Teens And Tanning: The Risks, Myths and More

More than one million new cases of skin cancer are diagnosed each year. At that rate, one in five Americans will develop skin cancer at some point during his or her life. With these staggering statistics, it's no surprise that the Food and Drug Administration (FDA), the American Cancer Society, the American Academy of Dermatology (AAD) and even the Environmental Protection Agency are urgently advocating for better sun safety and awareness of tanning cancer.

But what is surprising is the rapidly increasing rate of cancer and other tanning dangers in teens and young adults. According to the AAD, melanoma (the deadliest form of skin cancer) is now the second most common cancer in women ages 20-29 and in males and females ages 15-29. Basically what was once an old man's disease is now popping up in otherwise healthy youth.

Why Teens and Tanning Shouldn't Mix

Many experts believe an uptick in tanning, specifically indoor tanning bed use, could be to blame for rising skin cancer rates among young people. The AAD notes that on an average day in the United States, more than one million people tan in tanning salons--and nearly 70 percent are teenage girls and young women.

The problem? Like regular poolside tanning, tanning beds expose skin to harmful ultraviolet (UV) radiation. Except that UV radiation levels in indoor tanning devices can be up to 15 times stronger than normal sunlight. And if that's not scary enough, UV rays have been classified by the International Agency for Research on Cancer as a group one carcinogen, meaning they're in the same category as tobacco, mustard gas, and plutonium.

The Myths about Tanning Dangers

Despite universal warnings and frightening statistics about skin cancer, tanning is still a popular practice among some teens. Part of the problem is a wealth of misinformation on tanning dangers. So here are four common tanning myths set straight that nurses can share with their patients:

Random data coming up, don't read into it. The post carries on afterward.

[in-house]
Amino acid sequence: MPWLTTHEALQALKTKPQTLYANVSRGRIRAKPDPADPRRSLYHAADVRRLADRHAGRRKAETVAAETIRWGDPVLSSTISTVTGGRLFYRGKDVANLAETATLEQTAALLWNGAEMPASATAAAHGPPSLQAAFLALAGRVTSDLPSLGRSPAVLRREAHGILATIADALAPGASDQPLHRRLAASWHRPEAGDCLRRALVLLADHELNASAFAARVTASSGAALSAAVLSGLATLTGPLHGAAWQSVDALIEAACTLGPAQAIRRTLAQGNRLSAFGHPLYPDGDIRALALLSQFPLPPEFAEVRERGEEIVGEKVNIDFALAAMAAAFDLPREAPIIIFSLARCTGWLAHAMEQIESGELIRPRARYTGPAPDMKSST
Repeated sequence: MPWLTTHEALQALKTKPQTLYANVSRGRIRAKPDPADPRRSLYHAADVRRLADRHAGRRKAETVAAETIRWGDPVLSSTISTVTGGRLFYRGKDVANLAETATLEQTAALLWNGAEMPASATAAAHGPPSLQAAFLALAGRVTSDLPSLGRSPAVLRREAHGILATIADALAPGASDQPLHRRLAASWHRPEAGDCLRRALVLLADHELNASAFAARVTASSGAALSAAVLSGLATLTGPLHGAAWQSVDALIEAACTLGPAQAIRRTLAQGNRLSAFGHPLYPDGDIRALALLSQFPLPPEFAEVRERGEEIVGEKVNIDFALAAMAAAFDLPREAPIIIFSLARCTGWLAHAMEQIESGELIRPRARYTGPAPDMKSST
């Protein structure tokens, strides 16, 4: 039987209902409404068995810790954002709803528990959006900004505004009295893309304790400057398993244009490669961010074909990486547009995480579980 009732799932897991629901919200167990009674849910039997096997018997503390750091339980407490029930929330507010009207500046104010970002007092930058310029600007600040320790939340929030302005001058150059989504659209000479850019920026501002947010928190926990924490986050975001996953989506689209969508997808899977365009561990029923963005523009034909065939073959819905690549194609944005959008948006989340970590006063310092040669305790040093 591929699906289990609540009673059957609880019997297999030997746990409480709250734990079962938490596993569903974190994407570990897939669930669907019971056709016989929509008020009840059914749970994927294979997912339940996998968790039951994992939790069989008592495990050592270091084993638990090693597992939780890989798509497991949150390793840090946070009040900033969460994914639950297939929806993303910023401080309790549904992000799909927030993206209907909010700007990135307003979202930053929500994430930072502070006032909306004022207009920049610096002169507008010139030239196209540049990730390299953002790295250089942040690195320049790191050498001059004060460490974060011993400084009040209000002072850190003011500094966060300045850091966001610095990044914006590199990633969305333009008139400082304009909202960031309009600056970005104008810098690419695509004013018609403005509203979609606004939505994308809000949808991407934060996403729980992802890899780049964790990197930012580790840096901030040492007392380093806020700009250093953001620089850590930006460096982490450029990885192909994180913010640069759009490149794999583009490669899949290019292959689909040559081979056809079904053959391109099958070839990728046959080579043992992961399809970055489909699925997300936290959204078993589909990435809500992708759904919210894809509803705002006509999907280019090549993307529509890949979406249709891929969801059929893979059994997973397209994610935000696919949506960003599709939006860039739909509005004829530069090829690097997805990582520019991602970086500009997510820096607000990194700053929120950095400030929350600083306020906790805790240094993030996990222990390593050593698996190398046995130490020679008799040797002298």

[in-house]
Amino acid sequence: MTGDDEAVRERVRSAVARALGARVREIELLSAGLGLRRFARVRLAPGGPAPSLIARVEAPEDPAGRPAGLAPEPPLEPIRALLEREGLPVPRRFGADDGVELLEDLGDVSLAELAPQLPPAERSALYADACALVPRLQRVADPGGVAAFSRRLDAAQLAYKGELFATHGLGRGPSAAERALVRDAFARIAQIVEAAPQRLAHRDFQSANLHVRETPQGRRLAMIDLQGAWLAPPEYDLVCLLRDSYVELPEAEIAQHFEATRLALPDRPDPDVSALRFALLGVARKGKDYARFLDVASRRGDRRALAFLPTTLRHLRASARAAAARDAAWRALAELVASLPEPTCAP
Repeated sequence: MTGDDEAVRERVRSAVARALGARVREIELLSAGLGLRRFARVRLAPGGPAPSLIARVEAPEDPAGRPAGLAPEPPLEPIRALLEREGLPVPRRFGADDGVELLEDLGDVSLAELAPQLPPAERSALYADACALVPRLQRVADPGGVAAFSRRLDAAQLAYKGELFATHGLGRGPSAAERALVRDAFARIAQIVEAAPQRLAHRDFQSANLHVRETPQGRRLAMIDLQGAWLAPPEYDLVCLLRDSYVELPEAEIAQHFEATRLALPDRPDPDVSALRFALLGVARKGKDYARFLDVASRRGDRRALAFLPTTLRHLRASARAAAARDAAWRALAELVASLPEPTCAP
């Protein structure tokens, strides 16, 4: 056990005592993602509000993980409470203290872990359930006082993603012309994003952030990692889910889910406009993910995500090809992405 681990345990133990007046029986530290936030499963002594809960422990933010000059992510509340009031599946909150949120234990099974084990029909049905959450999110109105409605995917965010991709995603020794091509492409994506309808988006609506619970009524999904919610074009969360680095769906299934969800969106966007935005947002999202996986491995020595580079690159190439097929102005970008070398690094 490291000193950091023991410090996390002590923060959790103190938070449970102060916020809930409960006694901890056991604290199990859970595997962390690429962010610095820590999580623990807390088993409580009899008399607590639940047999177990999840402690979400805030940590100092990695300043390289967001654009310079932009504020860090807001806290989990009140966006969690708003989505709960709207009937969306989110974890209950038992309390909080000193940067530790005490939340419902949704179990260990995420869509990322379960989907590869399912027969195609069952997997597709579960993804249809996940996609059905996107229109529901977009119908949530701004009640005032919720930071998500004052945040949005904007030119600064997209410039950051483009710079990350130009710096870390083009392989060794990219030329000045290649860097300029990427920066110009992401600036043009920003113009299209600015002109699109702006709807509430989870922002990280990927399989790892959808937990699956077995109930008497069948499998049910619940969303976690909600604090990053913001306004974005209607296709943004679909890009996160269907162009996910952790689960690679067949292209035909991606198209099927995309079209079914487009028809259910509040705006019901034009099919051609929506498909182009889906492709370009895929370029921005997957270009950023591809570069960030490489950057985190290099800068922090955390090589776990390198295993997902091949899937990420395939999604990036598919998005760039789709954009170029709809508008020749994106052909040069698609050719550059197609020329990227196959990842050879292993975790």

1. Skin cancer is easily curable. Not necessarily. Melanoma can be fatal if not detected early. Pre-cancerous or cancerous cells must be removed, usually by cutting out the affected tissue, which can leave scars. If surgery isn't an option, laser therapy, radiation, or even chemotherapy may be used.
  2. Your body needs sun to stay healthy. Sunlight is necessary for your body to synthesize Vitamin D, but it only takes 5-15 minutes of sun, two to three times a week. That's it!
  3. Moderate tanning is OK. Cancer is a risk even if you only spend a little bit of time bronzing. Just one sunburn can have long-lasting, damaging effects.
  4. Tanning beds are safer than the sun. Tanning beds usually emit mostly UVA rays that are less likely to cause sunburns. However, those UVA rays are believed to cause deeper skin damage, including premature aging and possibly melanoma. Not to mention an estimated 700 emergency room visits per year are related to tanning beds use.

Helping Teens Avoid Tanning Dangers

Tanning dangers include everything from common sunburn and premature wrinkles to skin cancer, cataracts and immune system suppression. So it's up to parents, doctors, nurses, friends, and teachers to spread the word about teens and tanning: It's time to stay out of tanning beds--and get into the shade.

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